In Gulf Spill Area, Reporters Face Security Hurdles : NPR
In early July, the freelance photographer Lance Rosenfield was standing on a public street in the town of Texas City, Texas, on the coast of the Gulf of Mexico. He was taking shots of street signs and of a nearby BP oil refinery — one of the largest in the country.
A few minutes later, as he filled his car's tank at a gas station, Rosenfield found himself penned in by police cars. A BP security guard was close behind. And, beckoned by his colleagues, a local police official assigned to an FBI task force arrived as well. They asked Rosenfield about the story he was working on. Over the next 20 minutes or so, the photographer gave his name, address, driver's license and Social Security number — and was convinced — or pressured, take your pick — to show his photographs. All of the material was shared with the BP security guard.
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"This is in no way, in any newsroom in the United States, considered acceptable behavior," said Steve Engelberg, managing editor of the Pulitzer Prize-winning investigative news site Pro Publica. The site had hired Rosenfield for a project conducted with the PBS documentary series Frontline to report on toxic pollution from the refinery.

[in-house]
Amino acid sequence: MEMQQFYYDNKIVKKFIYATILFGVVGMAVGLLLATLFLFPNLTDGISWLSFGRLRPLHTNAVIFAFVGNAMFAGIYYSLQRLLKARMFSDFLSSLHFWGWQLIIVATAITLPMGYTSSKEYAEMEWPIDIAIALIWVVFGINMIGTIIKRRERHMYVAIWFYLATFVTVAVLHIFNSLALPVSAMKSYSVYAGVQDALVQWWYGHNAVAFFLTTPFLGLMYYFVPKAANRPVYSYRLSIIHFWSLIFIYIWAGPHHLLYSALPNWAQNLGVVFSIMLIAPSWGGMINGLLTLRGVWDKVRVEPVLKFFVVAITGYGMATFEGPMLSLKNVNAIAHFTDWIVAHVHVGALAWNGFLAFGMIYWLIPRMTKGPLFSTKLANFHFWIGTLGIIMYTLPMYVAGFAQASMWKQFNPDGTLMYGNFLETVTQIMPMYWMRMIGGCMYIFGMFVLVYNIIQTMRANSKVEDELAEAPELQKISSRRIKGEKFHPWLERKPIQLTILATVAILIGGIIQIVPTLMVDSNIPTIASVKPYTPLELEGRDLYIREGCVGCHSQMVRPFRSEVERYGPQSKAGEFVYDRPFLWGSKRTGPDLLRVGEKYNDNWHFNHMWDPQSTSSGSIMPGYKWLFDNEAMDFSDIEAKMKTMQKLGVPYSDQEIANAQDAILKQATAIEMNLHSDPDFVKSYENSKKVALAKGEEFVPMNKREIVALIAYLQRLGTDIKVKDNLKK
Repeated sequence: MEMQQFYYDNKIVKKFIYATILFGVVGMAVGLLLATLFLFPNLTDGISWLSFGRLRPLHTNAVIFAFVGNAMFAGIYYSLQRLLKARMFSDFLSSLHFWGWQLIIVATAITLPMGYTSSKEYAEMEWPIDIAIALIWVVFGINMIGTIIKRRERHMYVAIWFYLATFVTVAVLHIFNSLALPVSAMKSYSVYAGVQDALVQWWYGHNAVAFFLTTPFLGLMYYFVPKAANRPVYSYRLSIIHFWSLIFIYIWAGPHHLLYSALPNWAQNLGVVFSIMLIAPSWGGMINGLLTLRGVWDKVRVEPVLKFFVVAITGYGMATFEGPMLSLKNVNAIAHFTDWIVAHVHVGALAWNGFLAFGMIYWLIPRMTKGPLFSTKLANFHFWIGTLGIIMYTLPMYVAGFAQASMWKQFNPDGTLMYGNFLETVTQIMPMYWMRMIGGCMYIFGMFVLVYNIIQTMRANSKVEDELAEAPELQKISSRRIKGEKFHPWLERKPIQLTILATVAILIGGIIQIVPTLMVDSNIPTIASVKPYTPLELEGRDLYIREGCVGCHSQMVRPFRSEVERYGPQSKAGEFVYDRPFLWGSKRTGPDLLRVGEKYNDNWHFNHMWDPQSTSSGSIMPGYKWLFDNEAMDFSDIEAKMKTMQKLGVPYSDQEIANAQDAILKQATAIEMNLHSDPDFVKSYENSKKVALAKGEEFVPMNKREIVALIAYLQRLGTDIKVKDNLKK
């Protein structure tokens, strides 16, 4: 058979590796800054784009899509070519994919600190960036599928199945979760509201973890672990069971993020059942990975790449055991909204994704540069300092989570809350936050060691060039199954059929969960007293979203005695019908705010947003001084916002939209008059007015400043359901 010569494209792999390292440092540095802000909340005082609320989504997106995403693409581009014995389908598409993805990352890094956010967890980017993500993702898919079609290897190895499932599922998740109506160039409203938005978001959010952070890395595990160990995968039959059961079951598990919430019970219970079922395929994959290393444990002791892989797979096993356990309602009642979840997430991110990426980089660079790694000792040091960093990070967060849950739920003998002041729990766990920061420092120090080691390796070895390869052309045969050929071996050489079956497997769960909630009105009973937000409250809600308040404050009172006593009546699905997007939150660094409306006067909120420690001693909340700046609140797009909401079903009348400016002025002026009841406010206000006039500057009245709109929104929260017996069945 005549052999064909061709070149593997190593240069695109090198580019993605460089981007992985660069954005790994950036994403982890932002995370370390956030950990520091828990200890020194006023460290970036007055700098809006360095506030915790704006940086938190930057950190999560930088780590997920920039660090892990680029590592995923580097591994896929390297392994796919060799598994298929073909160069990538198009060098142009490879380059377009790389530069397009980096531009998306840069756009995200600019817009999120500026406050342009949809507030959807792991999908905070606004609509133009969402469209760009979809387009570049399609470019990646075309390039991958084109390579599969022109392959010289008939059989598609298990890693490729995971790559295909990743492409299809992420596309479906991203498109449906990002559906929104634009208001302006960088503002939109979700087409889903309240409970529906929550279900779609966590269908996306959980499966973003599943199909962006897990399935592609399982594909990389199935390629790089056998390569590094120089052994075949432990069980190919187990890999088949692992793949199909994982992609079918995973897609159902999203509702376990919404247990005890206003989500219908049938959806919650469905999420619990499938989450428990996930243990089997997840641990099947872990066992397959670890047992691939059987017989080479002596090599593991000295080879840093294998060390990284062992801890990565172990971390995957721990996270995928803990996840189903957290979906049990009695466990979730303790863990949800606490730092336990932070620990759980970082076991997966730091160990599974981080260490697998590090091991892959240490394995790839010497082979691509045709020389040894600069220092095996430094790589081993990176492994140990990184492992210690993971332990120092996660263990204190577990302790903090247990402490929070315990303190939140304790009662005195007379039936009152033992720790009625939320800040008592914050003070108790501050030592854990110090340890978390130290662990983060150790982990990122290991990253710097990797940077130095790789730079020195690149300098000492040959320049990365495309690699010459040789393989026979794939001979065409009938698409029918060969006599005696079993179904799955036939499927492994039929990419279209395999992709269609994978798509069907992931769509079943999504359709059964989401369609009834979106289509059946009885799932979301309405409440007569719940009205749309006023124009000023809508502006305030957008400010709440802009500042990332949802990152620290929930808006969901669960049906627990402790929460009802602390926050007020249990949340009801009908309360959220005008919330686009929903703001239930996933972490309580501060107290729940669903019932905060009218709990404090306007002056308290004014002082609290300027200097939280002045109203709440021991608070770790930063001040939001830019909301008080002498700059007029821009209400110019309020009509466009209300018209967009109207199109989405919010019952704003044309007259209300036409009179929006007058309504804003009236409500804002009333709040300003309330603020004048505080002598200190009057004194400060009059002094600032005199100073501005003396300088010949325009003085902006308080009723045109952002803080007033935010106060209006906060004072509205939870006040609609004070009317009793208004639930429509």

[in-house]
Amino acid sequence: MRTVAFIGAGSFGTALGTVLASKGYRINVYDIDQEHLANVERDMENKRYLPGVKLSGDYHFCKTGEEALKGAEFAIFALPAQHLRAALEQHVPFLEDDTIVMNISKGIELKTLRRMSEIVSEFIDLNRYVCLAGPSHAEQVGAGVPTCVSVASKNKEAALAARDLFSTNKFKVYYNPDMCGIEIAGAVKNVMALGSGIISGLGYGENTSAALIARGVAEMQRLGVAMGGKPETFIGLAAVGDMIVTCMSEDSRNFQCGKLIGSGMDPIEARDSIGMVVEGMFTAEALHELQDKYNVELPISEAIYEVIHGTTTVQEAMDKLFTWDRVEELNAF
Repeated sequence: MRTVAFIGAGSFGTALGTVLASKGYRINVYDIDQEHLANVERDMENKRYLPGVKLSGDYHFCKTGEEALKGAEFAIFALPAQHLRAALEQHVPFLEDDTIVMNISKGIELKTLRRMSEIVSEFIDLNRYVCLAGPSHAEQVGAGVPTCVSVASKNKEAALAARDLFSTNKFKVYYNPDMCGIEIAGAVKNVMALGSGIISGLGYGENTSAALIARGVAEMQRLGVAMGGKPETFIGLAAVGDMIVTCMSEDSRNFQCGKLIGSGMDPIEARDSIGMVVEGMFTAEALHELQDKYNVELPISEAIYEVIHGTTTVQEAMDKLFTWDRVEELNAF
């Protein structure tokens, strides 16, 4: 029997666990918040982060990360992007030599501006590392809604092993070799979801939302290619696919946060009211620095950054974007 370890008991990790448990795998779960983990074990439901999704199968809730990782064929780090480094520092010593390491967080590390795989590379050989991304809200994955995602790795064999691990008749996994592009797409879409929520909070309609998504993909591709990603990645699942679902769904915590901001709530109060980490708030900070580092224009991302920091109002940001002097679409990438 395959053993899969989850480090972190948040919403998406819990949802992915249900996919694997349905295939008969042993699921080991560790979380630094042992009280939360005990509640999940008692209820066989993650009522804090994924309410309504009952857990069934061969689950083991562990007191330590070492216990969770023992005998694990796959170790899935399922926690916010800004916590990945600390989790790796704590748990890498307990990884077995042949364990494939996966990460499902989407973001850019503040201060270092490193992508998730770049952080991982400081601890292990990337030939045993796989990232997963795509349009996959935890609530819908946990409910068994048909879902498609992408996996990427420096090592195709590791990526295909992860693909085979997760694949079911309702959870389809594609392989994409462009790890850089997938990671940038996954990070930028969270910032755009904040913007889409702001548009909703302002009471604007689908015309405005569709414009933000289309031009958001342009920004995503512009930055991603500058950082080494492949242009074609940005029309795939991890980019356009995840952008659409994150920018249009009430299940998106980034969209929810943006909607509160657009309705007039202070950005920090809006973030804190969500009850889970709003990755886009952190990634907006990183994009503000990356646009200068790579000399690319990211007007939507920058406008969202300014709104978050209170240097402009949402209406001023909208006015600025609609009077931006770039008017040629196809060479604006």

"You are not allowed, as a police officer, to rummage through the notebooks and photographs — not published — of newspapers," Engelberg said. "That's not how we do it in this country."
And yet related complaints have been heard throughout the Gulf Coast in the months since the oil spill. Back in May, CBS's Kelly Cobiella told viewers that when she and a film crew tried to take footage of a beach in South Pass, La., "a boat of BP contractors, with two Coast Guard officers on board, told us to turn around — under threat of arrest."